DuBois Institute Names 23 Research Fellows

Harvard's W.E.B. DuBois Institute for Afro-American Research yesterday named 23 scholars as resident fellows for this academic year, according to a statement from the Institute.

The Institute provides its fellows with the opportunity to do research using Harvard's resources and facilities. In return, Harvard enjoys the diversity and knowledge of its scholars, the statement said.

Among this year's fellows is philosopher Wande Abimbola, the former Majority Leader in the Senate of the Federal Republic of Nigeria and Vice Chancellor of Obafemi Awolowo University in Ile-Ife.

He will spend his fellowship this year at Harvard completing research focusing on the "Oral Literature in Africa."

According to Fellows Officer Richard A. Newman, the DuBois Institute was established in 1975 and aims to provide its fellows with a chance to do research they might not have been able to do.

"Some [of our Fellows] come from universities where they have a heavy teaching schedule and therefore can't research and write," Newman said. "And some live in places where there are not strong libraries and facilities.

"Harvard is a nurturing and encouraging community," Newman said. "So it is a privilege for us to provide the necessary facilities, support and leisure where they can write."

Over the past years, 250 leading scholars in African-American Studies have passed through the DuBois Institute.

"I am delighted we are able to advance this dynamic new field of inquiry by providing a base for their research and writing," said Henry Louis Gates, Jr., Professor of Humanities at Harvard and Director of the Institute.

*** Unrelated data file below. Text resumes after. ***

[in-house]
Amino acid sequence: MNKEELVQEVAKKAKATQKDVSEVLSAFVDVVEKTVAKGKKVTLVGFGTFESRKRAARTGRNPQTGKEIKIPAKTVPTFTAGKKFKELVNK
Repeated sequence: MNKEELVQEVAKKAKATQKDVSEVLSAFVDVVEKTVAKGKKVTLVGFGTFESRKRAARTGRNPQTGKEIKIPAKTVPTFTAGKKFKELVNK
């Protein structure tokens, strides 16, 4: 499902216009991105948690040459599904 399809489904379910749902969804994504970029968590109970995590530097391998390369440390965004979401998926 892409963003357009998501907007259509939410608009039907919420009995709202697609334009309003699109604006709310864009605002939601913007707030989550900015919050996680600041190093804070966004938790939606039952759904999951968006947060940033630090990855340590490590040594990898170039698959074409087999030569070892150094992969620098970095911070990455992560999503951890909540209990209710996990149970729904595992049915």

Guthrie Ramsey, a fellow researching contemporary black music, said he is anxious to work with other scholars in the same area.

"Many people hardly ever get a chance to be in a collectivity where everyone is working on an aspect of the same thing," Ramsey said.

In addition to allowing fellows to discuss their research with other leading scholars in the field, the Institute provides them with a forum to present their findings.

Colloquia, hour-long presentations of research topics, have been scheduled for Wednesdays from noon to 2 p.m. at the Department of Afro-American Studies.

Harold Weaver, who will be working on a project called "Paul Robeson Revisited," said the program's colloquia attracted him to the fellowship.

"For the past year and a half I have been here for the colloquia," Weaver said. "[I was impressed by] the quality of scholars that are brought in to work. The international community of scholars from Asia and Africa...provided for a very exciting intellectual environment."

Other fellows include professors Alliot Benedicte from the Sorbonne, Katharine Balfour of Princeton University, Stephen Behrendt of the University of Northern Iowa, Daphne Brooks from UCLA and Tung-Jung Chen from the National Central University of Taiwan.

Maria Diedrich from the University of Munster, Richard Dozier of Florida A&M;, Brent Edwards of Rutgers, David Eltis of Queens University, E. Nathaniel Gates from the Cardozo School of Law, John Gennari of the University of Colorado and Cheryl Greenberg of Trinity College will also join the Institute of fellows.

Rounding out the 23 are Sieglinde Lemke of the Freie Universitat, Berlin, Anita Patterson from the University of Illinois, Carl Pedersen from Odense University, James Smethurst from Harvard, Barbara L. Solow '45, an independent scholar, H. Lewis suggs from Clemson University, Michael West from the College of the Holy Cross and Lecturer in History and Literature Edward L. Widmer '84 of Harvard University.

The fellowships for Abimbola and Eltis are funded by the Ford Foundation. According to the institute, the Ford Foundation is continuing its effort to strengthen Harvard's Afro-American Studies department by funding these two senior African scholars

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